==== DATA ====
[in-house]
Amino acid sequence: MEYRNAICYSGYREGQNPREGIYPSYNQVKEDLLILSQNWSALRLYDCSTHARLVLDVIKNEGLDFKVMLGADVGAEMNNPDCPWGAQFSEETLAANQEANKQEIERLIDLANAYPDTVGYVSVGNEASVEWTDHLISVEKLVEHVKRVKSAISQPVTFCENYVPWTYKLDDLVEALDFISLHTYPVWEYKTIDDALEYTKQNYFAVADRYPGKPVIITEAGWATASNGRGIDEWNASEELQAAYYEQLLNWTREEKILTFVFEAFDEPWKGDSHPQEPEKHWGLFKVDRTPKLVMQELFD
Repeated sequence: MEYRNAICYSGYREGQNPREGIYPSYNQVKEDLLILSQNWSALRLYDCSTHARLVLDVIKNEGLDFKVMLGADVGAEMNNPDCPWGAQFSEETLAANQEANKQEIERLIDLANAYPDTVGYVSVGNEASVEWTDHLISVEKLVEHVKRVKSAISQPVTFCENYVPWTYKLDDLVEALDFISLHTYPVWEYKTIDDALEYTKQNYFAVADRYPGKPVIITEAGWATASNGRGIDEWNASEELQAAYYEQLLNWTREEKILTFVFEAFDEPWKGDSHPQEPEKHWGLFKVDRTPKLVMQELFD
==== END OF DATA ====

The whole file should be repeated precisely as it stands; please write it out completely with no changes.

[in-house]
Amino acid sequence: MEYRNAICYSGYREGQNPREGIYPSYNQVKEDLLILSQNWSALRLYDCSTHARLVLDVIKNEGLDFKVMLGADVGAEMNNPDCPWGAQFSEETLAANQEANKQEIERLIDLANAYPDTVGYVSVGNEASVEWTDHLISVEKLVEHVKRVKSAISQPVTFCENYVPWTYKLDDLVEALDFISLHTYPVWEYKTIDDALEYTKQNYFAVADRYPGKPVIITEAGWATASNGRGIDEWNASEELQAAYYEQLLNWTREEKILTFVFEAFDEPWKGDSHPQEPEKHWGLFKVDRTPKLVMQELFD
Repeated sequence: MEYRNAICYSGYREGQNPREGIYPSYNQVKEDLLILSQNWSALRLYDCSTHARLVLDVIKNEGLDFKVMLGADVGAEMNNPDCPWGAQFSEETLAANQEANKQEIERLIDLANAYPDTVGYVSVGNEASVEWTDHLISVEKLVEHVKRVKSAISQPVTFCENYVPWTYKLDDLVEALDFISLHTYPVWEYKTIDDALEYTKQNYFAVADRYPGKPVIITEAGWATASNGRGIDEWNASEELQAAYYEQLLNWTREEKILTFVFEAFDEPWKGDSHPQEPEKHWGLFKVDRTPKLVMQELFD